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Monday, October 18, 2021

Joe Root’s battle with Aussie pace attack could define Ashes series – and his England captaincy

There has been a lot of praise this week for Joe Root’s leadership and the way he spearheaded negotiations for his team over conditions in Australia but the biggest challenge to his authority still awaits.

Pat Cummins and Josh Hazlewood will be far tougher negotiators with a ball in hand than Cricket Australia officials on a zoom call and how well Root handles those two will go a long way to deciding England’s Ashes hopes and his captaincy legacy.

Cummins twice dismissed Root for golden ducks in the last series in 2019, bowling him with a beauty that hit the top of off stump as Australia retained the Ashes in Manchester, and has taken his wicket seven times in ten Tests. Hazlewood has also dismissed Root seven times with more than half of the 14 dismissals by the pair either off the edge or bowled. 

They will not bowl short at Root, he will not face the same peppering that awaits the others, but instead Cummins and Hazlewood will continue to go full hunting for lbw and nicks with a relentless line and length at pace designed to wear down England’s best player.

Root, as captain, carries a big target on his back anyway. Andrew Strauss is the only England captain to score a hundred in Australia this century and just one man has done it twice, and that was Archie MacLaren more than 120 years ago.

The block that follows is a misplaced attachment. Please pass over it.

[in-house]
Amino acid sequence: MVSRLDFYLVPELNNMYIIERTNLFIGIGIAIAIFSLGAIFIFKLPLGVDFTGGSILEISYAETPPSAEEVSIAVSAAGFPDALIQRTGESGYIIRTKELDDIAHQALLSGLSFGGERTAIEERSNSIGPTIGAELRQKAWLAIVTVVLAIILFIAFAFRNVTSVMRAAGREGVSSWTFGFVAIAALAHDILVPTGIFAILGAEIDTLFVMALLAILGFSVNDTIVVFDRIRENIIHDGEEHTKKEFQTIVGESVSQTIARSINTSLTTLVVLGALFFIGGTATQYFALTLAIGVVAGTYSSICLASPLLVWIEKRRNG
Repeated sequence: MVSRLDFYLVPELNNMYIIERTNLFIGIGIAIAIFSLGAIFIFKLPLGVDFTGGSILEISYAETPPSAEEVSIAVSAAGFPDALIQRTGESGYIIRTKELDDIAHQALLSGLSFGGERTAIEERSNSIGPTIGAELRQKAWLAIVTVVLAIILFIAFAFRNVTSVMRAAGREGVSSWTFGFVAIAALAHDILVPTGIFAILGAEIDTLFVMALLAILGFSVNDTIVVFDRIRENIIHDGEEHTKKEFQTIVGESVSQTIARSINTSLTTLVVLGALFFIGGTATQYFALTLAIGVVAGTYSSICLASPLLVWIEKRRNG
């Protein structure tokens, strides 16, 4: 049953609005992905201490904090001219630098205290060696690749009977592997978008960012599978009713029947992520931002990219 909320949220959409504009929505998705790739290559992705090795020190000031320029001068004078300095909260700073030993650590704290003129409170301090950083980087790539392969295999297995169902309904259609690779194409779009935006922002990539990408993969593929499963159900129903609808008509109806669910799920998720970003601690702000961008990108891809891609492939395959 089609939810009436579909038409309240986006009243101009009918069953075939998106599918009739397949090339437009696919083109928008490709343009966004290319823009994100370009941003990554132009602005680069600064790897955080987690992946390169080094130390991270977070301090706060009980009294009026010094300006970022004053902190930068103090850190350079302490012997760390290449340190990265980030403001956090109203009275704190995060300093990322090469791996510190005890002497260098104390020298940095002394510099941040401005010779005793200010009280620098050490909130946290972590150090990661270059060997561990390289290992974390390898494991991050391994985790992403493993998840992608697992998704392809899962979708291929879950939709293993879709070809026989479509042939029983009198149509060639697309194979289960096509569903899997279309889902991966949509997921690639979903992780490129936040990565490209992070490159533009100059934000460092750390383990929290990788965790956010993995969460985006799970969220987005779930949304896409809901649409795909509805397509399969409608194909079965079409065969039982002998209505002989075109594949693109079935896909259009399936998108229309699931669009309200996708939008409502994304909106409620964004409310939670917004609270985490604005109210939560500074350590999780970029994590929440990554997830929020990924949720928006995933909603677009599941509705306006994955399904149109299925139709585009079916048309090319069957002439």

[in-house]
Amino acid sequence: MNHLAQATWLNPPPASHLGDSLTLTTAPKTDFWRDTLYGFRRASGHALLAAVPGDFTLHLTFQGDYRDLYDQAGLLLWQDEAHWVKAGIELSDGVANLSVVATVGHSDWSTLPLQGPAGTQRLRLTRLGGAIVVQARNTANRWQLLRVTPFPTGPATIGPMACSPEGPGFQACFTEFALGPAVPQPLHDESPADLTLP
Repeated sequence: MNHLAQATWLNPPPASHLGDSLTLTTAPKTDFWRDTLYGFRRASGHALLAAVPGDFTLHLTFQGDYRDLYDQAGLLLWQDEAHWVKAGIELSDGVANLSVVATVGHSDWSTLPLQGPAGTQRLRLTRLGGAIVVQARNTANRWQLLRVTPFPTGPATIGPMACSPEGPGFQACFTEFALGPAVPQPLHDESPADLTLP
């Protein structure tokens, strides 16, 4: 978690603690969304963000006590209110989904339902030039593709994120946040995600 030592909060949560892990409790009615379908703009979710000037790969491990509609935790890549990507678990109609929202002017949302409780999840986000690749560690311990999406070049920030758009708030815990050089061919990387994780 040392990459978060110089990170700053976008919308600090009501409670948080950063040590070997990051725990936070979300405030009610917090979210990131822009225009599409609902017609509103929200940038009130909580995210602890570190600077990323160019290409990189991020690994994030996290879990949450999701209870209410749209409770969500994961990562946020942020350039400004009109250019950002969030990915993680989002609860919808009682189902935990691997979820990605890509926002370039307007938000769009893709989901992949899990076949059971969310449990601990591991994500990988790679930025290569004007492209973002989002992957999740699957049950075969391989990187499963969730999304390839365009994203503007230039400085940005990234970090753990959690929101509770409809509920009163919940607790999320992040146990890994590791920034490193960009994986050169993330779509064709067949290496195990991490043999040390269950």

Root averaged a decent 47.85 on the last tour but it was nowhere near enough as his team failed to make commanding first innings scores before Steve Smith showed them how to do it as he drained the life out of bowlers. 

Now after such a fine year Australia will hit Root even harder, raising the level of intensity when he comes in knowing that if they cut the head off the body, it will quickly collapse in a heap.

They will be quick to remind him that Root has never scored a hundred in Australia. He was dropped for the only time in his career on his first Ashes tour and ended the last trip exhausted and on a drip in a Sydney hospital; James Anderson had to deputise for the post-series presentation.

Root was dismissed as a “little boy” leading England by Ricky Ponting, who called on him to show a bit more fire after his side lost the Ashes after the third Test in Perth where he tried to be too nice to his own players by suggesting England had matched Australia, despite the scoreline. “You need to be more than that as a leader, especially when things aren’t going well,” said Ponting – and Root never shed the little boy lost tag.

Again there is no Ben Stokes to rally England but Root has matured as a captain and a man over the past four years. He promised those close to him he would make 2021 his year and so far he has been as good as his word, scoring 1,455 runs to average 58.06 and carry his team. He returns to Australia with his career average back over 50.

He commands the respect of all his players and given the lack of leadership by the ECB in recent weeks, Root has been a beacon of light. He struck a good bargain for his players, ensuring the right conditions for families when they arrive in Australia, and cleverly played the media game by leaving on the table the threat of mass pull outs from the Ashes tour, even though it was generally left unsaid.

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